CMC’s primary workshop, “Race, Society and Daily Life,” is a 15-hour program. The class assists individuals, groups and organizations to find a shared vision and to identify the attitudes, practices and policies that will allow them to increase compassion and reach for greatness.
A 25-hour workshop uses similar techniques. It offers a more in-depth look at how society and family influence the development of individual points of view and the behaviors that result.
Presentations and Forums
Recent presentations have promoted the understanding of specific cultures, such as Egyptian, Islamic, Mexican and Puerto Rican. Other presentations have covered topics such as:
- escaping from The Holocaust (a personal account by Miriam Webster)
- talking about race without being offensive (a two-part series)
- egalitarianism and womb discrimination
- economic racism and housing policies
- understanding and respecting individual differences
- daring to be different
- retail redlining
- race relations for college students
- dealing with diversity as a senior citizen.
Some CMC workshops are approved for PHR and SPHR credits. Contact The Human Resources Certification Institute for more information. Also, CMC workshops and presentations are offered at various times, and can be tailored for your workplace, house of worship or community group. For more information, contact Executive Director Eugene Dumas at (708) 709-3797 or email him.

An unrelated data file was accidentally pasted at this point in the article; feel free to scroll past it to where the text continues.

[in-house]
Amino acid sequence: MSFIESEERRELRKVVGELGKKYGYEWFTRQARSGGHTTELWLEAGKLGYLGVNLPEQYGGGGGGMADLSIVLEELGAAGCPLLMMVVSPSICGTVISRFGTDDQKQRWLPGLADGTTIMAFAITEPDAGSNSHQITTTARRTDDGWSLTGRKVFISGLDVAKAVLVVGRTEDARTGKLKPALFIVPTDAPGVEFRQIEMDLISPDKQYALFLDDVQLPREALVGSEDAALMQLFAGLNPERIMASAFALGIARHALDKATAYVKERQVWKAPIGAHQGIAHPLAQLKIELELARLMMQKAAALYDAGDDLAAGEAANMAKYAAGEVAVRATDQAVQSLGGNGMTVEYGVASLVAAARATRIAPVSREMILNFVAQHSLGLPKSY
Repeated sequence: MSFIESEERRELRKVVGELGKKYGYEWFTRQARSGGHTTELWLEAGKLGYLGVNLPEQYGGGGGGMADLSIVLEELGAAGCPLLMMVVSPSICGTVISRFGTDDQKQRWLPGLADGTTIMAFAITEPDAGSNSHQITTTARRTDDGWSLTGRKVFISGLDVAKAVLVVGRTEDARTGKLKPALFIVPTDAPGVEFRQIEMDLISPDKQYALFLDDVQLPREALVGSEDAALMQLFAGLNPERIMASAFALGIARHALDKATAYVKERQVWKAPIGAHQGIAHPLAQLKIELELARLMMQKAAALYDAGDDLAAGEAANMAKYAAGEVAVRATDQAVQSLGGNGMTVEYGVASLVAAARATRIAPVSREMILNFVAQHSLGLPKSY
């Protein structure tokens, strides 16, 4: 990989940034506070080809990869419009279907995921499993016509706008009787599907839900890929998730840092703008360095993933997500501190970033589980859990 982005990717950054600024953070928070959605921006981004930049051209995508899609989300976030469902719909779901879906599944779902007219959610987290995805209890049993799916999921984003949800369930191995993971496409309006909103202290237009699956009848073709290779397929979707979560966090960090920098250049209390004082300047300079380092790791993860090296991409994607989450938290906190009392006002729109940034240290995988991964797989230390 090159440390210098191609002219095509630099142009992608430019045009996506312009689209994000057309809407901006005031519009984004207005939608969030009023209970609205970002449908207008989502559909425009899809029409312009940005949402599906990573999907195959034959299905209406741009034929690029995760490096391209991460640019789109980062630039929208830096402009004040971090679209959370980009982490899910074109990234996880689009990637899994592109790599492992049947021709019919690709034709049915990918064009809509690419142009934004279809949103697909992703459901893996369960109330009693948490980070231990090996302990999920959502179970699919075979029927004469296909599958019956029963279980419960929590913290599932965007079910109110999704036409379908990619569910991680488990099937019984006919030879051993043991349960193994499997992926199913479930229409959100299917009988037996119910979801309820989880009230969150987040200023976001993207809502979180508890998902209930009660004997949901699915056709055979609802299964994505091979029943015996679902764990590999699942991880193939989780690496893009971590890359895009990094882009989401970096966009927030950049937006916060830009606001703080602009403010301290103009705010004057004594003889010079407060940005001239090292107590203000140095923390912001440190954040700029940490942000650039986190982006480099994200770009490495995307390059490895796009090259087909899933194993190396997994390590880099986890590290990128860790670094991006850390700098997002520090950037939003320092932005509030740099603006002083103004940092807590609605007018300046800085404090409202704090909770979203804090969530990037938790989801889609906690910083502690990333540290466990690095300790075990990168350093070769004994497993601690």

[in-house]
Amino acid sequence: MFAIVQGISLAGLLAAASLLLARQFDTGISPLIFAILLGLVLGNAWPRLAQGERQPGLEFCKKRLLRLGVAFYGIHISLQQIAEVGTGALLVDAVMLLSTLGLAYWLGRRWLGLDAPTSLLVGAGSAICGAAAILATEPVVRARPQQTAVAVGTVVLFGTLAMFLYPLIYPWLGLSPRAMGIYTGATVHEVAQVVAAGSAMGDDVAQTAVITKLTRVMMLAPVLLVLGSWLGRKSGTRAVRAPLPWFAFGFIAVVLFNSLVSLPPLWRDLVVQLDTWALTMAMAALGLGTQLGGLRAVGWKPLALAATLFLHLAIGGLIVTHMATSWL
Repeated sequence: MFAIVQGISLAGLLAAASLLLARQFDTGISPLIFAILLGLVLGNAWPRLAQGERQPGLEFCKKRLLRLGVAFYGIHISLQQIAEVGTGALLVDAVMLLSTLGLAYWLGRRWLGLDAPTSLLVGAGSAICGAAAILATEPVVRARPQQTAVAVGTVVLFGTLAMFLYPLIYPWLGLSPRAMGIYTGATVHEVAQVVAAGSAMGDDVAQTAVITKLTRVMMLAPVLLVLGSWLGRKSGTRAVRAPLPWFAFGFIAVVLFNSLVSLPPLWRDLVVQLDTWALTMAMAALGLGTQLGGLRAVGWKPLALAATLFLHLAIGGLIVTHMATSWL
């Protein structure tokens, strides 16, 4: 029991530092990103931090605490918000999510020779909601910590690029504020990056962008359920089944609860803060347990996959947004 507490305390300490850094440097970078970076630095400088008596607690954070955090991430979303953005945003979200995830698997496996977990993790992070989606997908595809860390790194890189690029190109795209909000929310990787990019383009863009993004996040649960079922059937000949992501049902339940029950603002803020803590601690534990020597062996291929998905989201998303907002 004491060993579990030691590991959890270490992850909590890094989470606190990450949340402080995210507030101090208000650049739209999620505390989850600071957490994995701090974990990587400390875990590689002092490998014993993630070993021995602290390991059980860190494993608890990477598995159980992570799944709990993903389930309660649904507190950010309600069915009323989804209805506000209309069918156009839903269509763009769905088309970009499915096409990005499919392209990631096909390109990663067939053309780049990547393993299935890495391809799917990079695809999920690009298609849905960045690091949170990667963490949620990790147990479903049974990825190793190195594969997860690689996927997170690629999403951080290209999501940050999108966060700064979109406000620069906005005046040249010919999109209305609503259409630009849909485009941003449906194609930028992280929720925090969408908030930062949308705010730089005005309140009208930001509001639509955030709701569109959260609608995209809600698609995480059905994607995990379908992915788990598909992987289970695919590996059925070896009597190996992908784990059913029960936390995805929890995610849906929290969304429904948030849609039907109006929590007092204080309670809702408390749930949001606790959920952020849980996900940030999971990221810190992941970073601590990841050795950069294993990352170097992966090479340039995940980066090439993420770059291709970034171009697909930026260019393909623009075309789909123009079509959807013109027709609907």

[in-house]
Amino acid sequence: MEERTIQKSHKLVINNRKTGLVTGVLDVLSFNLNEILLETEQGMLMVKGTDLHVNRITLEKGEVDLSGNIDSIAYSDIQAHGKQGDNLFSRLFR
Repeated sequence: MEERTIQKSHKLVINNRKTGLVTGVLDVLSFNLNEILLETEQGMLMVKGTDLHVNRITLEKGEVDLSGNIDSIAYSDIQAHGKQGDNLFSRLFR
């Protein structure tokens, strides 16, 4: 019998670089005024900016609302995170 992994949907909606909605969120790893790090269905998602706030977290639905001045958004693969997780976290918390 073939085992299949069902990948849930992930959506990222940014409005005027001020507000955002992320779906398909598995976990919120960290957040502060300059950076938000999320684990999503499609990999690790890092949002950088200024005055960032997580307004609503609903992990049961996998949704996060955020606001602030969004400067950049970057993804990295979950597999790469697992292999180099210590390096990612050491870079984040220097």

Helping to End Economic Racism
CMC cooperates with organizations in the Chicago Southland area to uncover and address discriminatory practices. For example, CMC helped to research the issue of retail redlining. That term refers to the practice of corporations refusing to operate stores or franchises in a region where the population is predominantly black, Hispanic or another ethnic minority. CMC has assisted Diversity Inc. as it conducted comparative surveys for shopping centers, department stores, drug stores, hardware stores, and grocery stores. This information is then used to encourage more balanced economic growth in local communities.
Every April since 1998, people in Chicago’s south suburbs have met to share a meal and converse about race and ethnic relations. The event is a grassroots effort to end prejudice and intolerance using one of the most powerful methods available: personal contact and dialogue. Dinners are held in people’s homes, schools and houses of worship. Participants of different races, ethnicities, religions and ages share a meal, and have a conversation about various issues.
The dinners are coordinated by representatives from Governors State University; The Unity Coalition of the Southern Suburbs; the villages of Flossmoor, Homewood, Matteson and Park Forest; the League of Women Voters of Homewood Flossmoor; the League of Women Voters of Park Forest; the National Coalition Building Institute (NCBI); the Center for Multicultural Communities; the Robin L. Kelly Foundation; Illinois State Treasurer’s Office; Martin Luther King, Jr. Celebration Committee; and Rich Township High School District 227.